How does one lead a life of virtue, or what Seligman calls the “good life”?
Positive psychologists distinguish between six virtues. These are wisdom, courage, humanity, justice, temperance, and transcendence. The virtuous person, then, must be wise; courageous; humane; just; temperate; and/or transcendent.
What does each of the six virtues consist of? Each virtue is further divided into 24 character strengths. Being virtuous thus means having a strong character.
Building strength of character–while requisite for cultivating virtue–may be more diverse and nuanced!
Seligman equated the good life with the life of virtue. The pleasant life is happy in the normal, “Hollywood” sense.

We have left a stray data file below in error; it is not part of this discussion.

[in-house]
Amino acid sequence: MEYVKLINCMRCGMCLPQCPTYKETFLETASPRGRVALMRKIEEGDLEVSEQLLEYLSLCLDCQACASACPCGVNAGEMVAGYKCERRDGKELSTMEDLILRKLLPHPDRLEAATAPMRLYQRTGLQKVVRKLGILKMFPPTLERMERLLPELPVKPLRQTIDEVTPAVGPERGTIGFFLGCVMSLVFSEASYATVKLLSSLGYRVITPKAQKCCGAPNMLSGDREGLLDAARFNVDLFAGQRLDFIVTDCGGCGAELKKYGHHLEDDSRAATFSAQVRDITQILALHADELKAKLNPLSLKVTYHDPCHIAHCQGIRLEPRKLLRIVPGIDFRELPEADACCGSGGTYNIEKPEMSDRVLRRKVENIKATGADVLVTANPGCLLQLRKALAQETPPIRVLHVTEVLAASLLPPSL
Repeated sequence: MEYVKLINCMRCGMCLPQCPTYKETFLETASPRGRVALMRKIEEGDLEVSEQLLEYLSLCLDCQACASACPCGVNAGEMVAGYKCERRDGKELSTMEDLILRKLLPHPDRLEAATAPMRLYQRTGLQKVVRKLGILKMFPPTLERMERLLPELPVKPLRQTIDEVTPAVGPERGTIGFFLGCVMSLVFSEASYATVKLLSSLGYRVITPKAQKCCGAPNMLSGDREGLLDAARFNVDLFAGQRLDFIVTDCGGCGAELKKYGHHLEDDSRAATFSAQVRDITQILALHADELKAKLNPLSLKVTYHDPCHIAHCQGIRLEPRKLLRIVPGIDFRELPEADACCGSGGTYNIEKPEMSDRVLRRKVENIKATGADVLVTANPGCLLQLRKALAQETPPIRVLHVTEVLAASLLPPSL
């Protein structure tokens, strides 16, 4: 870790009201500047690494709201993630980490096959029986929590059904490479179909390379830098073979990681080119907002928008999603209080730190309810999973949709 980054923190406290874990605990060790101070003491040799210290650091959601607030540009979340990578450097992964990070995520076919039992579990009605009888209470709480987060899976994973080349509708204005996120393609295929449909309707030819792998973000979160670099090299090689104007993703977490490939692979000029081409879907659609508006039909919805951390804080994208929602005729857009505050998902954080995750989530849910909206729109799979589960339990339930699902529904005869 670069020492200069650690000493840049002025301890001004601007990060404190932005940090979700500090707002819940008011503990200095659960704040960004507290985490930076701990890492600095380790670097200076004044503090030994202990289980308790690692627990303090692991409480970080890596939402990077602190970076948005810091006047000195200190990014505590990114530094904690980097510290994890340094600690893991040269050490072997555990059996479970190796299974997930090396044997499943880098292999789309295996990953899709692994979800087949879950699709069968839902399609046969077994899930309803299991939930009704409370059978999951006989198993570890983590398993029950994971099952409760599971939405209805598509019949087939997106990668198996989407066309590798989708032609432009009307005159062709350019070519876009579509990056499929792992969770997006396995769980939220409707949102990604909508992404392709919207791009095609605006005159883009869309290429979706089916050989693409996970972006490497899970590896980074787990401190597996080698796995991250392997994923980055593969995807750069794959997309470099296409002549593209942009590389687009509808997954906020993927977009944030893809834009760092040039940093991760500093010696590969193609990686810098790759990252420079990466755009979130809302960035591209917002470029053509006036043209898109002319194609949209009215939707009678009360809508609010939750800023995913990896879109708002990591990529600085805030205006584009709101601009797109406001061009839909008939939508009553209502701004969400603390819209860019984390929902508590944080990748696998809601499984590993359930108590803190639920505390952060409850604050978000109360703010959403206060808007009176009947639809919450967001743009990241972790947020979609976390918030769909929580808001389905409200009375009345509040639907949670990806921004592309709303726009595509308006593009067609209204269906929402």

How do the good, pleasant, and meaningful lives lead to ultimate well-being?
Positive psychology recognizes the PERMA model of well-being. PERMA is broken down into positive emotion (P), engagement (E), relationships (R), meaning (M), and achievement (A).
The pleasant life consists in a lot of positive emotion, P. Where does this leave the good life of virtue?
Martin Seligman divides life into three kinds: the good, the pleasant, and the meaningful lives.
Viktor Frankl believed that the meaningful life consisted in surrendering to something or someone greater than oneself.
How do we achieve the good and pleasant lives?
Observe, respect, and rejoice in the sacred!
Recognize and then trust insight.
Dependent people rely on others.
Independent people rely on themselves…
Interdependent people rely on others and themselves!
A genuine insight promises knowledge.